CCS: What failures has COVID exposed?

EAN: One is the failure of education, including civics education, political education broadly, and critical thinking in all forms. Specifically, I am thinking here of the failure to understand freedom. It’s clear that too many think that ‘freedom’ means, ‘I can do whatever I want even if it hurts others and without any semblance of consequences’. This is a foolish notion of freedom; perhaps it is a modern variation of Hobbes’s state of nature.  Personal freedom must always be balanced with social responsibility, as we see throughout the history of free and democratic political thought. The freedom of speech requires that I not scream ‘fire’ in a crowded theatre when there is no fire (and, furthermore, the responsibility to speak truth); similarly, the freedom to assemble clearly requires the social responsibility not to assemble without masks in times of plague.

But too few grasp this concept. This suggests that they have not thought about what freedom and responsibility really mean, nor have they given thought to how we should live together in a free society. This is, amongst other things, a failure of education to take its responsibilities seriously.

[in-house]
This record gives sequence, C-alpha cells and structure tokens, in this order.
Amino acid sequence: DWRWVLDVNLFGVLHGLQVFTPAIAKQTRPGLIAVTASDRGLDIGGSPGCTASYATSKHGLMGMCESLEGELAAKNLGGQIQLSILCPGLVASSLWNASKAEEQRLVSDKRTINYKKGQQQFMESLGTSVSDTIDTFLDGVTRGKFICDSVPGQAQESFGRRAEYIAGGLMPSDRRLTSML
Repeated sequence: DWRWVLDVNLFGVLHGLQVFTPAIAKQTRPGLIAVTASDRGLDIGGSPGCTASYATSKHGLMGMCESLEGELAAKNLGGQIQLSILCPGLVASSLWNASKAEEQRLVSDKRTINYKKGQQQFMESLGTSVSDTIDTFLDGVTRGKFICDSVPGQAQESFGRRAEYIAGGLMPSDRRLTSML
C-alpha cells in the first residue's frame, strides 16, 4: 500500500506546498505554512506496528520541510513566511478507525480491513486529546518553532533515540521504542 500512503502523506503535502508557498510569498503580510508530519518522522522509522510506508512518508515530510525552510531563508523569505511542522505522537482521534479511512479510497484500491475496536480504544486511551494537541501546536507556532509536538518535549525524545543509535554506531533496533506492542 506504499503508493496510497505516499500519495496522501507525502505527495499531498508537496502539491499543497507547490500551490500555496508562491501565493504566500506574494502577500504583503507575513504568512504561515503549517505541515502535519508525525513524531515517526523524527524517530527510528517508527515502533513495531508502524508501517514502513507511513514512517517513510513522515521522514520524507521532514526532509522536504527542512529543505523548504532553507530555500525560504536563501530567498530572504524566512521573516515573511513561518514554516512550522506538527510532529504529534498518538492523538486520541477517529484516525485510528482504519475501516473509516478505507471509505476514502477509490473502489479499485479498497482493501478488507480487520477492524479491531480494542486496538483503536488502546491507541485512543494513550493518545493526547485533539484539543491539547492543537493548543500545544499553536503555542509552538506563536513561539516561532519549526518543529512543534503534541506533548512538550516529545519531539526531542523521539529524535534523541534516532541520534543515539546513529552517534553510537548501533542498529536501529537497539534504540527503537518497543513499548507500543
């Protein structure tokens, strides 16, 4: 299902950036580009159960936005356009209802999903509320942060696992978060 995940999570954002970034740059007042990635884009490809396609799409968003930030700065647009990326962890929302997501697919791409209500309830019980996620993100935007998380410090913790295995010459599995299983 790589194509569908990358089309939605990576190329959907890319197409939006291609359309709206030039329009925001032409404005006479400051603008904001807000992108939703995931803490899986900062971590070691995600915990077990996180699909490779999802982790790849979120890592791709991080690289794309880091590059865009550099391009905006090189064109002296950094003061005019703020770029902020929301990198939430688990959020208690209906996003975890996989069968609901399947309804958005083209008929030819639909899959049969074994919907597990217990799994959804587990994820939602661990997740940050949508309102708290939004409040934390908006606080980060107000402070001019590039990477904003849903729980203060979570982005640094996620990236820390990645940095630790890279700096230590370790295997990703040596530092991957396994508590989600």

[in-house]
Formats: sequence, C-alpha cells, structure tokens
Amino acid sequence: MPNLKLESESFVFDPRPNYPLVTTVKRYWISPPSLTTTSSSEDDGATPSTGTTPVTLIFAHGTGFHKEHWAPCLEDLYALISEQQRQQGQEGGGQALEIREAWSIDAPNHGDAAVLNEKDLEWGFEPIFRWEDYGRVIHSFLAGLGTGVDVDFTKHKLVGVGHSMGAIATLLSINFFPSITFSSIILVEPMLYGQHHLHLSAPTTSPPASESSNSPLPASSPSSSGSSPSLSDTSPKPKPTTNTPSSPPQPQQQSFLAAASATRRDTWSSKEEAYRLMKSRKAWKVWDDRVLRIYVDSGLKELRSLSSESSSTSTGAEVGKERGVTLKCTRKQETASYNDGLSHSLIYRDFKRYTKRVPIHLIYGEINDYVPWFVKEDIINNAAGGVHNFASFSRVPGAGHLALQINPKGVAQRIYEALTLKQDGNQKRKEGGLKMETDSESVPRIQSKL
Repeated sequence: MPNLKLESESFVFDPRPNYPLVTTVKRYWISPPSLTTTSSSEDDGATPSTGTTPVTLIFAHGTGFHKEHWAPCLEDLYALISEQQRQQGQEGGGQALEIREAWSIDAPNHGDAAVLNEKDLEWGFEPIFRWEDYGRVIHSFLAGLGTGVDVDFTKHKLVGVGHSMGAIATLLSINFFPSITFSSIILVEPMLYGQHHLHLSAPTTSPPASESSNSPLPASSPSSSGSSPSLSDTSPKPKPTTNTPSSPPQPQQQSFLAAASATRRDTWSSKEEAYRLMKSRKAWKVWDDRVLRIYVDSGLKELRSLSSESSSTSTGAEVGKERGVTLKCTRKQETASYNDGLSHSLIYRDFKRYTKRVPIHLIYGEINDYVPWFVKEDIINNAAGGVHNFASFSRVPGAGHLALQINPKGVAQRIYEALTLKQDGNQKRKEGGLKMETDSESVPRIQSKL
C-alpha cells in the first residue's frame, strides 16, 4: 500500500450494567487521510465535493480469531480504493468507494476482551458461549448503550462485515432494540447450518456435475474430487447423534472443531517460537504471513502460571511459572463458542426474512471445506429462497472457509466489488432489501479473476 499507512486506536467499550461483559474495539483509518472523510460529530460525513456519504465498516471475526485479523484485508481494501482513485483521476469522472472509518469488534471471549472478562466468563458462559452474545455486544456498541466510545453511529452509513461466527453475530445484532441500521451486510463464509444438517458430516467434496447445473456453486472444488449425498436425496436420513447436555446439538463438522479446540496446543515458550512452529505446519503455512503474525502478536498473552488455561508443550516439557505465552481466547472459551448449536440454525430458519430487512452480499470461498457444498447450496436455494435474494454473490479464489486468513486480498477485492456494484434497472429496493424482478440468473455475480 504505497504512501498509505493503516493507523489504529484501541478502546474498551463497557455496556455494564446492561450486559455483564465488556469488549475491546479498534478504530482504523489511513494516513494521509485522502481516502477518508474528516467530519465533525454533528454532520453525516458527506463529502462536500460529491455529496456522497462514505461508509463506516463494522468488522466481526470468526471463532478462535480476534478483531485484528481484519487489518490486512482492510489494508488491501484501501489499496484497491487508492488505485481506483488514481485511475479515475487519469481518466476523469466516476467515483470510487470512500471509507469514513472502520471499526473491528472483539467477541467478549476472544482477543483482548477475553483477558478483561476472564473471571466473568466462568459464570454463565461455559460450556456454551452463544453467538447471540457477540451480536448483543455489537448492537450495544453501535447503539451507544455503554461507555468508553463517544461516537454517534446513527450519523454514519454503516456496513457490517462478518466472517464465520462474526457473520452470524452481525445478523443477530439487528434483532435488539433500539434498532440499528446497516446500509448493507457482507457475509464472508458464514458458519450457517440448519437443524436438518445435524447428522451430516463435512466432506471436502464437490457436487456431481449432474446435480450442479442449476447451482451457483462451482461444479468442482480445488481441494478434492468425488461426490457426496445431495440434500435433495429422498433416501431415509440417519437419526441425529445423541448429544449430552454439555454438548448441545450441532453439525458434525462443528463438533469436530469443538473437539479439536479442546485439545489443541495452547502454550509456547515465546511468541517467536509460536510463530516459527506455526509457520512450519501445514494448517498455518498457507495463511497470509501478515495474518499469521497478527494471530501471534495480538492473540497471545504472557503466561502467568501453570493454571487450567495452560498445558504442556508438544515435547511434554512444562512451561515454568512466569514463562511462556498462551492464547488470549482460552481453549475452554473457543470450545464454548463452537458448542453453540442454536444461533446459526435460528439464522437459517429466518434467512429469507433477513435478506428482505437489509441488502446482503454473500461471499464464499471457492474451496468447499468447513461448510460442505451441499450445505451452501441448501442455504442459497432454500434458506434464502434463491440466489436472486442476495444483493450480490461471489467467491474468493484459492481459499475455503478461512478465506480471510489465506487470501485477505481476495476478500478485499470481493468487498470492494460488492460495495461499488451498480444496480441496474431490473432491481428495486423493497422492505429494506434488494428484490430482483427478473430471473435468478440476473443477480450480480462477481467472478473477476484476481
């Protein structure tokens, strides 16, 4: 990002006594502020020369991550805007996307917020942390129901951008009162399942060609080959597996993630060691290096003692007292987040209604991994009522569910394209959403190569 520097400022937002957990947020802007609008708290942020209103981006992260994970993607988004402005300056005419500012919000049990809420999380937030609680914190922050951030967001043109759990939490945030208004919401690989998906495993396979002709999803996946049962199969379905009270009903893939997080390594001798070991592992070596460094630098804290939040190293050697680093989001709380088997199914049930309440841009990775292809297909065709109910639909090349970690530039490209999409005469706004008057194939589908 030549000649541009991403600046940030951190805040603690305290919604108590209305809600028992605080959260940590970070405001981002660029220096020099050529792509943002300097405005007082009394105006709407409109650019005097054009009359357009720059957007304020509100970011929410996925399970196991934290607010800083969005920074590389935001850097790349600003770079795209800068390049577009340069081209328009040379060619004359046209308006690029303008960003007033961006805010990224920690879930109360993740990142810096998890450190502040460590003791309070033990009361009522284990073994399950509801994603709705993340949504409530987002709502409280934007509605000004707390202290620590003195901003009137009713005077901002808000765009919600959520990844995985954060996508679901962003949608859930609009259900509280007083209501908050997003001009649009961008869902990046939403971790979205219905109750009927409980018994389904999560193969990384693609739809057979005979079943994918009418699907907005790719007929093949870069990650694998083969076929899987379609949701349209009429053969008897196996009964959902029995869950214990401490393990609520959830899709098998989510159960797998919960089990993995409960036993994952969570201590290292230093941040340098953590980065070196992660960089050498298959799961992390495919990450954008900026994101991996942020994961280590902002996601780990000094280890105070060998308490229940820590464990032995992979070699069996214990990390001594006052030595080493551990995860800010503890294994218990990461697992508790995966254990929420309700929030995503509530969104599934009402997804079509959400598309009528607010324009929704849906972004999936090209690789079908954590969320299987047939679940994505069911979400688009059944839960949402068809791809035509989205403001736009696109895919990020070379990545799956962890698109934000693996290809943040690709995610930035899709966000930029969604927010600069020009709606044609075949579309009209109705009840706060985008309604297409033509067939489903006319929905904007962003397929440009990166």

CCS: Given that the COVID disaster has shed light on the inconsistencies, or even incoherences, of our Western understanding of notions like ‘freedom’ and ‘independence’,  how can we use this historical moment collectively to refine our understanding of global society?

EAN: This is the perfect thing to think about globally. COVID began in China, spread rapidly to Italy, dominated the United States, and is wreaking havoc in India, which is to say nothing of the horrible toll it is taking on Brazil and the rest of the world. Although there is a significant misunderstanding of concepts like ‘freedom’, ‘liberty’, and ‘justice’ in the United States, I do not believe this to be a uniquely American problem. Instead, this relates to the global remanifestation of fascistic tendencies, and fascism has always had biopolitical components. This trend, most infamous in the case of Hitler, has recently reemerged in America with Trump, Brazil with Bolsonaro, England with Johnson, India with Modi, and so on. All of these leaders have sympathies for nationalism, populism, and authoritarianism, and, through COVID and xenophobic assaults on local minorities, this incorporates twenty-first-century biopolitics and necropolitics.